Once Bret, Davey and Jim left WWF after the events of Survivor Series 1997, Owen was left alone on the WWF roster. This, in my view, was the right time to take the shot and push Owen into the main event full-time. Competing as “The Black Hart”, Owen returned as an angry bad-ass who was out for revenge for what happened to his family. This was the right direction, but it didn’t last. I would have loved to have seen Owen defeat Shawn Michaels and go on to have a long career at the top of the WWF card. He was good enough, the fans loved him when he was a face and hated him when he was a heel, and he was one of the best ever between the ropes. It was one of the most obscenely missed opportunities in WWF history. It still irks me today in so many ways. Still, we got to see Owen have some great moments and matches with a new breed or wrestlers, such as Edge, and some fun moments with Owen as a member of The Nation of Domination and an underrated tag-team with Jeff Jarrett. It was during his run with Jarrett, in early May of 1999, that I got a chance personally to see Owen wrestle. The two of them worked a match with Edge and Christian at a house-show in Sheffield, England. This would turn out to be the last international tour of Owen’s life. I’m happy that I had a chance to see one of my all-time favourites live. It’s a memory I hold close, as a wrestling fan.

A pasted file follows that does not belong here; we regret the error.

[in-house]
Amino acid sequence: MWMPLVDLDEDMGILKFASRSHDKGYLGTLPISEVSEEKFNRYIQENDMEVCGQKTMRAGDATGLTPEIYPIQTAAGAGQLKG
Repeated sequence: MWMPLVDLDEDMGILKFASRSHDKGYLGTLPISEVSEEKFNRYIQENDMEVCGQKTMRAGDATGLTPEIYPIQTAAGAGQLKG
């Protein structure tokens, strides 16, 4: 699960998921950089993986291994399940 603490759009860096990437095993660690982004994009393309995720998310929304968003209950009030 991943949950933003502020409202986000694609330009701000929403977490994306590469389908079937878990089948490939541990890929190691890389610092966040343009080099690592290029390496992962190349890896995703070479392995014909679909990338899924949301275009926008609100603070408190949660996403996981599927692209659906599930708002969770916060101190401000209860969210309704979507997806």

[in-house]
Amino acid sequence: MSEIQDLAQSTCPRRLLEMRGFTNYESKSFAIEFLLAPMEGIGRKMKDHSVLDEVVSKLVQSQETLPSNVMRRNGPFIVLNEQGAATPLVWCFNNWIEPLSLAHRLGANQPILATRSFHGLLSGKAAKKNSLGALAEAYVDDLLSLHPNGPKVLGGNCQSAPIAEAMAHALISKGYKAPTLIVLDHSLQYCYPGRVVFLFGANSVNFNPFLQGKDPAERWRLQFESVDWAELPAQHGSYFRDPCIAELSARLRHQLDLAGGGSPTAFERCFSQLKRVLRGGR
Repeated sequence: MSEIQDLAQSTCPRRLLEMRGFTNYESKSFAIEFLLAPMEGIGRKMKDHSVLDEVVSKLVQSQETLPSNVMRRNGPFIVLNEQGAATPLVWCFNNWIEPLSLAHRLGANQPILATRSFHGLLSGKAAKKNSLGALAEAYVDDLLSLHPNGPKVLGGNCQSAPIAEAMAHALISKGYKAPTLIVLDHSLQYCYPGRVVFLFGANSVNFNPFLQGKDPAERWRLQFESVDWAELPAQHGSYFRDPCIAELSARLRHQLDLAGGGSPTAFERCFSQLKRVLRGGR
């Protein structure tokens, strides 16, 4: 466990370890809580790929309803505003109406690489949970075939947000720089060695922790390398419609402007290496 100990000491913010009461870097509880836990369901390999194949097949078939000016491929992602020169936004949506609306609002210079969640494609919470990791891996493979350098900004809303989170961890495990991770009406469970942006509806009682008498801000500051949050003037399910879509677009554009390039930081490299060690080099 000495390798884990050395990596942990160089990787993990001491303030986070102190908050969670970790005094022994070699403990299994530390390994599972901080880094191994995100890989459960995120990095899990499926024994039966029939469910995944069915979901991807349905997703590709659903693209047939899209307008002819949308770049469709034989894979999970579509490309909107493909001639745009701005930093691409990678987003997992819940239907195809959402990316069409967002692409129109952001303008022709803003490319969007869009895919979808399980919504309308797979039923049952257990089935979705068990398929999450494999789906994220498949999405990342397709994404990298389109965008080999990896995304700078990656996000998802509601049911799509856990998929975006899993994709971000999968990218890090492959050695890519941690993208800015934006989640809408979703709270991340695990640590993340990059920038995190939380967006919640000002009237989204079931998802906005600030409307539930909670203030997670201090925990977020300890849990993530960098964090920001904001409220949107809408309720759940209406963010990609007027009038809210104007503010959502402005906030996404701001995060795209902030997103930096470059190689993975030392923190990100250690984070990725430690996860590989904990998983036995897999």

On May 23rd, 1999, during the Over the Edge PPV, Owen Hart tragically passed away after a stunt involving a harness lowering him from the rafters went wrong. I remember it vividly. It was the day before I was to sit my English GCSE exam. It was surreal, heartbreaking and shocking. At only 34 years of age, one of the greatest wrestlers of all time passed away. He left behind a loving family, hundreds of friends and thousands of fans, who think back fondly on his career and life. Sure, as fans we didn’t begin to see or know Owen Hart like those close to him, but we got to see him every week for a long time, and he gave us many memories that we hold onto all these years later. It was only yesterday I was watching Owen Hart against 123 Kid from King of the Ring 1994.

On May 7th of 2020 Owen would have been 55 years old. It was nice to see social media explode with birthday wishes and memories of Owen from friends, family and fans all over the world. From a career that began in 1983 at Stampede Wrestling in Calgary to tours of Japan and Europe, and a memorable career in WWF, Owen is a wrestler I think of when I recall the reasons I became a fan of pro-wrestling in the first place. As a fan, I’m thankful for what Owen brought to the ring and to the microphone. Whether we ever see Owen induced into the WWE Hall of Fame or not, the fact is that he gave wrestling fans more than a thousand matches, interviews and moments to enjoy, and I’m thankful for that. Thank you, Owen. We still remember.

The Dark Side of the Ring: The Final Days of Owen Hart screens on Vice TV tomorrow, Tuesday May 19th 2020.